Ending the Pandemic in the US and Worldwide
In the United States, COVID-19 cases are dropping precipitously, despite millions of adults remaining unvaccinated and vaccine supply outstripping demand. Globally, the pandemic is raging in countries like India, where access to vaccines and oxygen are limiting. As variants of concern emerge and vaccine hesitancy prevails, questions remain about how we reach herd immunity, both locally and globally, and navigate the future of this pandemic.
Watch our discussion with viral immunologist, physician-researcher, and Pulitzer Prize winner Siddhartha Mukherjee, MD, DPhil, along with epidemiologist, global health expert, and MacArthur Fellow Wafaa El-Sadr, MD, MPH, MPA, and NYSCF CEO & Founder Susan L. Solomon, JD.
Siddhartha Mukherjee, MD, DPhil
NYSCF Women’s Reproductive Cancers Initiative Scientific Advisory Board Member
Assistant Professor of Medicine at Columbia University
New York Governor’s Blue-Ribbon Commission
2011 Pulitzer Prize (general non-fiction) Winner
Co-Founder and Clinical Advisor, CURAPatient and Othena
Hematologist and oncologist Siddhartha Mukherjee was born in New Delhi, India. He holds a BS in biology from Stanford University, a DPhil in immunology from Oxford University (where he was a Rhodes Scholar), and an MD from Harvard Medical School. He completed his internal medicine residency and an oncology fellowship at Massachusetts General Hospital. Dr. Murkherjee is an assistant professor of medicine at Columbia University Medical Center. He lives in Manhattan with his wife, artist Sarah Sze, and their two daughters.
His Pulitzer Prize-winning book, The Emperor of All Maladies: A Biography of Cancer, tells the story of cancer from its first description in an ancient Egyptian scroll to the gleaming laboratories of modern research institutions. THE GENE: An Intimate History is his latest work – the story of the quest to decipher the master-code of instructions that makes and defines humans, that governs our form, function, and fate and determines the future of our children.
During the COVID-19 pandemic, Mukherjee has used his gifts as a science communicator to educate the public about the virus through essays (“How Does the Coronavirus Behave Inside a Patient?”), in media interviews, at public forums, and via his social media accounts. Mukherjee has stressed the importance of following guidelines to social distance, to wear masks, and to self-isolate when necessary. In May, Mukherjee was selected by New York Governor Andrew Cuomo to serve on the 15-member blue-ribbon commission focusing on improving telehealth and broadband access in response to the public health crisis.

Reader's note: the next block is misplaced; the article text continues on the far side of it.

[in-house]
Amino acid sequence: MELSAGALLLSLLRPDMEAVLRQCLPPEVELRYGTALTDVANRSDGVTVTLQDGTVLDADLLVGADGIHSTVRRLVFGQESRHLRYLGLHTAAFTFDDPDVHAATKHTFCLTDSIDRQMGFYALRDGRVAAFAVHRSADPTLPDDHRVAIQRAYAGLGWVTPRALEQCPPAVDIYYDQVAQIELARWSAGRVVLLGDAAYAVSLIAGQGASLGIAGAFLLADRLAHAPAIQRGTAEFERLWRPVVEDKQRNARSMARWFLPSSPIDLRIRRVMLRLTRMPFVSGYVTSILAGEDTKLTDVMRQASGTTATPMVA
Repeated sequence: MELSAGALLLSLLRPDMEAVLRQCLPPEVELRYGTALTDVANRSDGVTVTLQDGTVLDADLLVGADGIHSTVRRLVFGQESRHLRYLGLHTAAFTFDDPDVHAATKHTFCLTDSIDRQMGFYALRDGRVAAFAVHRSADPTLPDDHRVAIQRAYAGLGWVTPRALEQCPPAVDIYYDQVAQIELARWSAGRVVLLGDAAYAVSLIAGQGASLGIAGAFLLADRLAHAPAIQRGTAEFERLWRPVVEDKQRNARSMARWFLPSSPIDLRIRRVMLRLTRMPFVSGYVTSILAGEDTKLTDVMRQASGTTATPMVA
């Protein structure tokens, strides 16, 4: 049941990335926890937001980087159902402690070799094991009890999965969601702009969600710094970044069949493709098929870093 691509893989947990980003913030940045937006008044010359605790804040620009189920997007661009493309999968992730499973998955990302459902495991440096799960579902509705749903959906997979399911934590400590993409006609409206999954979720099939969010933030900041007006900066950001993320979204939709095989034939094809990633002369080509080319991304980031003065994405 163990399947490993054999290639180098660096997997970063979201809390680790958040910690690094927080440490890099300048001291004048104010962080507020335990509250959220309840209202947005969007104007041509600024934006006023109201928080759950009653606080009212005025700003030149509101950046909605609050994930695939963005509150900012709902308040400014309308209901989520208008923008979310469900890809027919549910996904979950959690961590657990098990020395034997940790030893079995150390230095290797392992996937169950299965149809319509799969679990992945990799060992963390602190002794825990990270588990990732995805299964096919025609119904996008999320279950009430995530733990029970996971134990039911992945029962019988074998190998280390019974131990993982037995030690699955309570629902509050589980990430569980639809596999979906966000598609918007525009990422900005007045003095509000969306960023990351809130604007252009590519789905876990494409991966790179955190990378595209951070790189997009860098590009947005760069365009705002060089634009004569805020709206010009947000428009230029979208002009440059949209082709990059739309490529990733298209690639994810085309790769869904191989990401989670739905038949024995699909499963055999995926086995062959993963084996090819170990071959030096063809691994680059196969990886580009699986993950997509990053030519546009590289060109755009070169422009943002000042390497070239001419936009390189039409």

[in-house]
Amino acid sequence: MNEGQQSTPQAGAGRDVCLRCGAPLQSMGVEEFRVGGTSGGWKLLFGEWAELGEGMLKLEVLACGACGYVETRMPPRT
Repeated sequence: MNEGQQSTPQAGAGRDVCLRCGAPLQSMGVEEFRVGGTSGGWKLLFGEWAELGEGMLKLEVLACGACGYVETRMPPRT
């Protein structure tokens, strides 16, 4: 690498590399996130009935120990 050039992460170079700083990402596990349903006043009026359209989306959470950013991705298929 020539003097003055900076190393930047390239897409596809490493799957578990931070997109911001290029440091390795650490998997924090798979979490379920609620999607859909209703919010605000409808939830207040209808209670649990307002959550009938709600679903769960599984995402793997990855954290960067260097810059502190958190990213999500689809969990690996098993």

Wafaa El-Sadr, MD, MPH, MPA
University Professor at Columbia University Mailman School of Public Health
Dr. Mathilde Krim-amfAR Chair of Global Health
John D. and Catherine T. MacArthur Foundation Fellow
Wafaa El-Sadr, MD, MPH, MPA is a University Professor of Epidemiology and Medicine at Columbia University, the director of ICAP at Columbia University, and director of the Global Health Initiative at the Mailman School of Public Health.
Founded by Dr. El-Sadr, ICAP is a global leader in HIV, other global health threats, and health systems strengthening that provides technical assistance, implementation support, and conducts research in partnership with governmental and non-governmental organizations in more than 21 countries. In this role, she leads the design, implementation, scale-up, and evaluation of large-scale HIV, tuberculosis (TB) and maternal-child health programs in sub-Saharan Africa and Asia that provide access to HIV services to more than 2.2 million people and collect data from more than 5,200 health facilities.
Dr. El-Sadr is a prominent researcher and has led numerous epidemiological, clinical, behavioral, and implementation science research studies that have furthered the understanding of the prevention and management of HIV, TB, and non-communicable diseases. She is a principal investigator of the NIH-funded HIV Prevention Trials Network (HPTN), which seeks to prevent HIV transmission, globally.
Dr. El-Sadr is a member of the NIH Fogarty International Center Advisory Board. In 2008, she was named a John D. and Catherine T. MacArthur Foundation Fellow, and in 2009, she was appointed to the National Academy of Medicine. In 2013, she was appointed University Professor, Columbia’s highest academic honor. She also holds the Dr. Mathilde Krim-amfAR Chair in Global Health.
Susan L. Solomon, JD
CEO & Founder
The NYSCF Research Institute
Susan L. Solomon is Founder and Chief Executive Officer of The New York Stem Cell Foundation Research Institute. A veteran healthcare advocate, Susan has received numerous awards for her work with NYSCF, including the New York State Women of Excellence Award, the Triumph Award from the Brooke Ellison Foundation, and recognition as a Living Landmark from the New York Landmarks Conservancy. Susan has decades of leadership experience in starting and building effective and focused organizations. She started her career as an attorney at Debevoise & Plimpton, then held executive positions at MacAndrews & Forbes and APAX (formerly MMG Patricof and Co.) She was the founder and President of Sony Worldwide Networks, the Chairman and CEO of Lancit Media Productions, and served as the founding CEO of Sothebys.com, prior to starting her own strategic management consulting firm Solomon Partners LLC in 2000.